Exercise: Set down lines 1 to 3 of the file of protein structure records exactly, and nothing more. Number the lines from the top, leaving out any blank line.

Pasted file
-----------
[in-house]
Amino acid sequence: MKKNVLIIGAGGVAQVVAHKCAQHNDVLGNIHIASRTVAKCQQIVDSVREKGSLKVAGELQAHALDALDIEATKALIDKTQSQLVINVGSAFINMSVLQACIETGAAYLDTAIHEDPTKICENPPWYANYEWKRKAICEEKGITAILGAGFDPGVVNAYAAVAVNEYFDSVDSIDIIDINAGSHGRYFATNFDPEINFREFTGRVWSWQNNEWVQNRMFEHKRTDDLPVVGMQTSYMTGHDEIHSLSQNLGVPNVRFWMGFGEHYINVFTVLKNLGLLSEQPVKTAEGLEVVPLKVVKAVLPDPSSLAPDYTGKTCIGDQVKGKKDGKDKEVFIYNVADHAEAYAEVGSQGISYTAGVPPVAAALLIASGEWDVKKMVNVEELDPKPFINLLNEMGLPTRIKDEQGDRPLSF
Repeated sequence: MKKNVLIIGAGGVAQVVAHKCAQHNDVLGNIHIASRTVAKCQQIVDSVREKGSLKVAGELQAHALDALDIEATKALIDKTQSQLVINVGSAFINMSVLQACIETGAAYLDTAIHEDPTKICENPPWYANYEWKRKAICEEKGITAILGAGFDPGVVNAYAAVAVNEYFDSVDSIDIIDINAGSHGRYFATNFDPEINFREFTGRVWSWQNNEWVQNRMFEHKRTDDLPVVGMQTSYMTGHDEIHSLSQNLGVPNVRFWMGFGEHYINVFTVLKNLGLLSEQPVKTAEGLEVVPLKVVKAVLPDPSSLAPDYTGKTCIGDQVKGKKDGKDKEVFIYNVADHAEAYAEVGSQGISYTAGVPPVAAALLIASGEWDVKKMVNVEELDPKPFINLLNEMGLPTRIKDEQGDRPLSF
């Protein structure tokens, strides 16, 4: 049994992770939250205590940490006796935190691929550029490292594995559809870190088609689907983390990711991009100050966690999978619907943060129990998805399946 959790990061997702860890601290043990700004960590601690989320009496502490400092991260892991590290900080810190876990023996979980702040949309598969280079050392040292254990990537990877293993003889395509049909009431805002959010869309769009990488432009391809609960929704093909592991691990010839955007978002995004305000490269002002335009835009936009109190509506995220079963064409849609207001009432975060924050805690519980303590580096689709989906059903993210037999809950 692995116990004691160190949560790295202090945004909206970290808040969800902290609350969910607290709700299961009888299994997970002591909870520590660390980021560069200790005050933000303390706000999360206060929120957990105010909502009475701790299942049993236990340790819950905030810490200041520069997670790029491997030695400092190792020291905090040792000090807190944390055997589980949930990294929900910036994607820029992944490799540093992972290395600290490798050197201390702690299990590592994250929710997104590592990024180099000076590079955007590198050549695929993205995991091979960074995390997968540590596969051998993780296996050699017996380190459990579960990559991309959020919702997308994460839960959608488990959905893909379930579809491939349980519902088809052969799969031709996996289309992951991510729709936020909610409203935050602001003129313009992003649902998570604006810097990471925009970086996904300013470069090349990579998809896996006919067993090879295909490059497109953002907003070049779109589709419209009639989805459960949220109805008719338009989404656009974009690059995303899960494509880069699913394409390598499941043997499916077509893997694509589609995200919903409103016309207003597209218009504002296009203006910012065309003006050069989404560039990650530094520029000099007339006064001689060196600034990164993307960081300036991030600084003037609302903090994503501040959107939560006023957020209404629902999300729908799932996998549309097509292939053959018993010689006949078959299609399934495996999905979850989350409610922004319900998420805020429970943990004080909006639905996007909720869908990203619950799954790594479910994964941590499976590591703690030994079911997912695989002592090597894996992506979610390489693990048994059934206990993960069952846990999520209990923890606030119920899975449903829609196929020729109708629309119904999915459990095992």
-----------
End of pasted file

[in-house]
Amino acid sequence: MKKNVLIIGAGGVAQVVAHKCAQHNDVLGNIHIASRTVAKCQQIVDSVREKGSLKVAGELQAHALDALDIEATKALIDKTQSQLVINVGSAFINMSVLQACIETGAAYLDTAIHEDPTKICENPPWYANYEWKRKAICEEKGITAILGAGFDPGVVNAYAAVAVNEYFDSVDSIDIIDINAGSHGRYFATNFDPEINFREFTGRVWSWQNNEWVQNRMFEHKRTDDLPVVGMQTSYMTGHDEIHSLSQNLGVPNVRFWMGFGEHYINVFTVLKNLGLLSEQPVKTAEGLEVVPLKVVKAVLPDPSSLAPDYTGKTCIGDQVKGKKDGKDKEVFIYNVADHAEAYAEVGSQGISYTAGVPPVAAALLIASGEWDVKKMVNVEELDPKPFINLLNEMGLPTRIKDEQGDRPLSF
Repeated sequence: MKKNVLIIGAGGVAQVVAHKCAQHNDVLGNIHIASRTVAKCQQIVDSVREKGSLKVAGELQAHALDALDIEATKALIDKTQSQLVINVGSAFINMSVLQACIETGAAYLDTAIHEDPTKICENPPWYANYEWKRKAICEEKGITAILGAGFDPGVVNAYAAVAVNEYFDSVDSIDIIDINAGSHGRYFATNFDPEINFREFTGRVWSWQNNEWVQNRMFEHKRTDDLPVVGMQTSYMTGHDEIHSLSQNLGVPNVRFWMGFGEHYINVFTVLKNLGLLSEQPVKTAEGLEVVPLKVVKAVLPDPSSLAPDYTGKTCIGDQVKGKKDGKDKEVFIYNVADHAEAYAEVGSQGISYTAGVPPVAAALLIASGEWDVKKMVNVEELDPKPFINLLNEMGLPTRIKDEQGDRPLSF